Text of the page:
Antiretroviral Therapy Treatment May Reduce Perinatal AIDS Transmission.
According to studies published June 17 in the New England Journal of Medicine, "AIDS transmission to babies was blocked in 99 percent of cases when breastfeeding mothers infected with the HIV virus took triple-drug combinations." In fact, one study in Botswana of 730 pregnant women with HIV found that "virus transmission fell to 1.1 percent when mothers were assigned to one of three combination regimens initiated before birth and continued through six months of pregnancy." But, "without the drugs, the infection rate would be at least 25 percent."
The second study, which took place in Malawi, "found that giving babies an antiretroviral drug once a day during their first six months of life reduced the transmission rate to 1.7 percent." Researchers came to that conclusion after giving 2,369 "HIV-positive mothers...either antiretrovirals after delivery and while breast-feeding, or" instructing them "to give their babies a single vial of the drug nevirapine daily." Meanwhile, "infants in a third control group received a single dose of nevirapine and seven days of two other antiretroviral drugs."
According to accompanying editorial "debate over which regimen is best 'should not be used to justify inaction.'" Rather, "the choice of regimen is secondary to identifying, caring for, and treating HIV-positive women and their infants."
Experimental Colon Cancer Treatment Fails To Meet Goal In Midstage Study.
A potential colon cancer treatment failed to meet its goal in a midstage study." The research "was conducted by Curis' partner Roche and that company's Genentech unit." A drug, a so-called hedgehog-pathway inhibitor, combined with the Avastin [bevacizumab] tumor drug and chemotherapy didn't keep the disease at bay or extend lives of patients compared with those given standard treatment." This "study of 199 patients was the biggest yet for the hedgehog treatment," known as GDC-0449.
After 12 Months, Aspirin OK Without Plavix For Patients With Stents.Giving aspirin alone to patients who have had stents implanted seems just as good as giving aspirin along with the blood thinner Plavix [clopidogrel]," according to a study presented at the American College of Cardiology annual meeting. Researchers discovered that, after an initial year receiving the dual anti-clotting therapy, patients who went off Plavix and just took aspirin had the same rate of heart attacks and death as those patients continuing on the two drugs together. Dr. Gurpreet Sandhu, an interventional cardiologist with the Mayo Clinic, cited ACC guidelines, saying, "In general, this fits with current guidelines, so it's not going to be practice-changing, per se."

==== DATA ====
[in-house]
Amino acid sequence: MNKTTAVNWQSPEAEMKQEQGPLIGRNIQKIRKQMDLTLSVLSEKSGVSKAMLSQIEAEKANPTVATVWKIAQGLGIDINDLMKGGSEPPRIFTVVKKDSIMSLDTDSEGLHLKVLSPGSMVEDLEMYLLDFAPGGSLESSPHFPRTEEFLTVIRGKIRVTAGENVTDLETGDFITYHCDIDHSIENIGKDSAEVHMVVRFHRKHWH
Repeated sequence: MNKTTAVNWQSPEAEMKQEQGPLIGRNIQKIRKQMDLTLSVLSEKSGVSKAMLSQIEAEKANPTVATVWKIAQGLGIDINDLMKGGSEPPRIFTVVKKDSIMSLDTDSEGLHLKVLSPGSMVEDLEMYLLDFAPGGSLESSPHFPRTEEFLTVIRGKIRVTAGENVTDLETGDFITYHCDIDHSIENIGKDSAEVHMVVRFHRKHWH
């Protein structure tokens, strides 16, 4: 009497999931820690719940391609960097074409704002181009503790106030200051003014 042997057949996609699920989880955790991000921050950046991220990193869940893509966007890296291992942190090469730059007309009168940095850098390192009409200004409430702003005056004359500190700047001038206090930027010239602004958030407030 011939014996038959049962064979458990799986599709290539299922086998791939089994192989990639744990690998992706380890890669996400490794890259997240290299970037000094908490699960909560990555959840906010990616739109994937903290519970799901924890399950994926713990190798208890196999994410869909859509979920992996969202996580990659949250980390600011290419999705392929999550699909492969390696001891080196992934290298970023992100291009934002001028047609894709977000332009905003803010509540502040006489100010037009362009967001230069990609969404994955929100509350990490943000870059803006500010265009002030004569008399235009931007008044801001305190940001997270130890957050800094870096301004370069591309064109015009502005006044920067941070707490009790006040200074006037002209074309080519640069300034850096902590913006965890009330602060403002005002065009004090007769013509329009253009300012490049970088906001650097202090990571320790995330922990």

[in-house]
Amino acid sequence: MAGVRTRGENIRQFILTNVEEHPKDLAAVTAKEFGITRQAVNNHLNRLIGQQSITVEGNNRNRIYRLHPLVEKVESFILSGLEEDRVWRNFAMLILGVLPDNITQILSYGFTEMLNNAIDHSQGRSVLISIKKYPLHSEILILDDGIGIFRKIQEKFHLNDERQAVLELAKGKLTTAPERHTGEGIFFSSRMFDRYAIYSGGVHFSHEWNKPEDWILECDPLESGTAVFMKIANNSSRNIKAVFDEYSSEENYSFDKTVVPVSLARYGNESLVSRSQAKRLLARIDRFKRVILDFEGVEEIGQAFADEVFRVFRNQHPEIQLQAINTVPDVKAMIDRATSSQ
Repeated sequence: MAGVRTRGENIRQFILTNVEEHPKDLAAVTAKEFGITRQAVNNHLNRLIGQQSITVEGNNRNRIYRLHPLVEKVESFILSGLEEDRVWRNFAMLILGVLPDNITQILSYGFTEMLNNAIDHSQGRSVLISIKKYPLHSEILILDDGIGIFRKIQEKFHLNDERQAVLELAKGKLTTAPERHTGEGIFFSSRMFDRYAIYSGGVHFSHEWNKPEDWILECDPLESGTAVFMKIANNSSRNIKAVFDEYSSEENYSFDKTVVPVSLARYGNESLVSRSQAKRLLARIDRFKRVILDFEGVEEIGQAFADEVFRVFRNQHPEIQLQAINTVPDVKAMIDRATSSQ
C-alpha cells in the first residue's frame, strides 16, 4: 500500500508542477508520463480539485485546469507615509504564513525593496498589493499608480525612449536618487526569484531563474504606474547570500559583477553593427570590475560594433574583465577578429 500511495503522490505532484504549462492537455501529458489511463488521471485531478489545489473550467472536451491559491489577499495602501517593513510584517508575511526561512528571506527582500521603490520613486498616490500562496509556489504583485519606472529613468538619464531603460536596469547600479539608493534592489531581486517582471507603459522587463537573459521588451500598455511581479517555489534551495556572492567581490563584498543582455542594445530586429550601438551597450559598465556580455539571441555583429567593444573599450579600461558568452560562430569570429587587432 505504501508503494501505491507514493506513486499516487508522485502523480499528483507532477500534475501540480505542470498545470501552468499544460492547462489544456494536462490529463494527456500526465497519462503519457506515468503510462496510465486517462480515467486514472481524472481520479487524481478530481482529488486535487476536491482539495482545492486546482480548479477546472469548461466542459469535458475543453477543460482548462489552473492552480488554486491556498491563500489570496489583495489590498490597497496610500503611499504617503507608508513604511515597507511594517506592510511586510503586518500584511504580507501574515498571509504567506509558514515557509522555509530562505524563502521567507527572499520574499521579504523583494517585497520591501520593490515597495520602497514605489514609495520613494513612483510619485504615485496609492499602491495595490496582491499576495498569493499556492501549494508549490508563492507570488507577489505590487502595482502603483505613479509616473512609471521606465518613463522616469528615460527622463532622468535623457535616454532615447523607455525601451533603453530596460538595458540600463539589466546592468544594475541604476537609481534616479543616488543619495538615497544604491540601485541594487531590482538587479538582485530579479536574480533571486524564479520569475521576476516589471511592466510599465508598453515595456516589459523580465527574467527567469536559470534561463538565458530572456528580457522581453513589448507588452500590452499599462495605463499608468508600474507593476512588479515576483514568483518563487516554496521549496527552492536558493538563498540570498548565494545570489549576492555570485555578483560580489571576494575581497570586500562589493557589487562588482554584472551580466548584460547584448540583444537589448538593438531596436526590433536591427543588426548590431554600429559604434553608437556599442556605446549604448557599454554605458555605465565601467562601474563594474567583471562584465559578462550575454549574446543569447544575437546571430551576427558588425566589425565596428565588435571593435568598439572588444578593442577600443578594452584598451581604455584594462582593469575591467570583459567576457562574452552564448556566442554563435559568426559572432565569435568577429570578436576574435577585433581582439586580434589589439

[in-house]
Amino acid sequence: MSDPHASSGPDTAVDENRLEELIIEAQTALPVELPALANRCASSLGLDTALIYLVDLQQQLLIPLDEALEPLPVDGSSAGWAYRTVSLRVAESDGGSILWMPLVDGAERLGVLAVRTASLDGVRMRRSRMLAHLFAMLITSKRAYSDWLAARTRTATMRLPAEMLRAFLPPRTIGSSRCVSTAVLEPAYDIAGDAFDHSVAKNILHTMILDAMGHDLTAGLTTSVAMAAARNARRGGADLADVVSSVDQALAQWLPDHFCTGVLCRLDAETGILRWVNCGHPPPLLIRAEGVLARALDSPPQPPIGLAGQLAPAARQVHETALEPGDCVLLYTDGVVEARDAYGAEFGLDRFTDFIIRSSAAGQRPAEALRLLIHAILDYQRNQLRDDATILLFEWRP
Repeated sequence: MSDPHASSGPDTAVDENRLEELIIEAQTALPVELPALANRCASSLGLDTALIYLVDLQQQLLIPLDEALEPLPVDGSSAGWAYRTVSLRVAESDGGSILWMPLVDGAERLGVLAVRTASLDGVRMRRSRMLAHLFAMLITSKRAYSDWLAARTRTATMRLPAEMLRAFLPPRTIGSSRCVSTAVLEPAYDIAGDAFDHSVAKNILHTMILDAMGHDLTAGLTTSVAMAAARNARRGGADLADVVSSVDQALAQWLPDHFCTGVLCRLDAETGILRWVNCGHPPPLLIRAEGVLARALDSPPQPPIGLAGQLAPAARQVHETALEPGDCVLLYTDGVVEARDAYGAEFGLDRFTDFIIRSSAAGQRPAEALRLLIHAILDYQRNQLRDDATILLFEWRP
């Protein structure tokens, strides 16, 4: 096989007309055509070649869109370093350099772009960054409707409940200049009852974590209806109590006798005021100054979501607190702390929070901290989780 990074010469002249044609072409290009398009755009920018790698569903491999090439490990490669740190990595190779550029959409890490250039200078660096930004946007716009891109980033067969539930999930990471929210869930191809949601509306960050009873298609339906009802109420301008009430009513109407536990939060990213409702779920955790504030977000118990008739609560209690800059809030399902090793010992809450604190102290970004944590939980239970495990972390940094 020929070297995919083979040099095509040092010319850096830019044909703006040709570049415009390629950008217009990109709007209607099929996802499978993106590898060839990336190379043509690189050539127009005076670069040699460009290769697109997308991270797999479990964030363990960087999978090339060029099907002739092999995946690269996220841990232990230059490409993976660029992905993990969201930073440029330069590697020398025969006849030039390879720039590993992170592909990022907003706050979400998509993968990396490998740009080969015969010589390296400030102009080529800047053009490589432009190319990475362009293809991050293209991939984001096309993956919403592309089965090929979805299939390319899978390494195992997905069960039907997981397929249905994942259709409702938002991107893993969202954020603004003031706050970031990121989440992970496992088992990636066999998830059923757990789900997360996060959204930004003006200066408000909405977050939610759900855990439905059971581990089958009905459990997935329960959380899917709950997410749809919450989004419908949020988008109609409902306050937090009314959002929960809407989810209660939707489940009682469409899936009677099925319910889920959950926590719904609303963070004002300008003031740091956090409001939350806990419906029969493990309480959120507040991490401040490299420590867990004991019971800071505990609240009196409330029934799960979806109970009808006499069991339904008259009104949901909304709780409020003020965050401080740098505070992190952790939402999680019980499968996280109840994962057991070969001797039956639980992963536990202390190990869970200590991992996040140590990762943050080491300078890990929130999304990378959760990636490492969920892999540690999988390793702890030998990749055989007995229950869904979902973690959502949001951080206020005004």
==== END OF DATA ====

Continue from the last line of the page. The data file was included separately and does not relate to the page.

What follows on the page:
Investigational Implantable Sensor May Reduce Risk Of Hospitalizations For Heart Failure.
A study being called the start of a revolution in the management of heart failure." Among heart failure patients with moderate to severe disease, six months of monitoring with an investigational implantable sensor that measures pulmonary artery pressure was associated with a 30% relative risk reduction in hospitalizations for heart failure," according to the research, presented at the Heart Failure Congress. Investigators found that, "after six months there were 83 hospitalizations for heart failure among the 270 patients randomized to treatment guided by hemodynamic measurements from the CardioMems Heart Sensor, compared with 120 heart failure hospitalizations in the 280-patient control arm." One of the researchers "said the data suggests that using the pulmonary monitoring device to guide treatment in just eight heart failure patients for six months would result in one less hospitalization for heart failure."
FDA Seeks More Information On Inhaled Insulin Drug.
MannKind Corp.allegedly "failed to win approval from US regulators to market its inhaled insulin drug, Afrezza, for people with diabetes." The FDA "asked for more information about the medication and the inhaler patients will use, MannKind said today in a statement," and although the agency "didn't cite any safety concerns, they requested updated safety data." The FDA questioned whether the inhaler used in clinical trials was similar to another one the company created and wants to market with Afrezza.
http://www.fda.gov/AboutFDA/CentersOffices/CDER/ucm215515.htm http://www.fda.gov/AboutFDA/CentersOffices/CDER/ucm216214.htm http://www.fda.gov/AboutFDA/CentersOffices/CDER/ucm216218.htm http://www.medscape.com/viewarticle/723988
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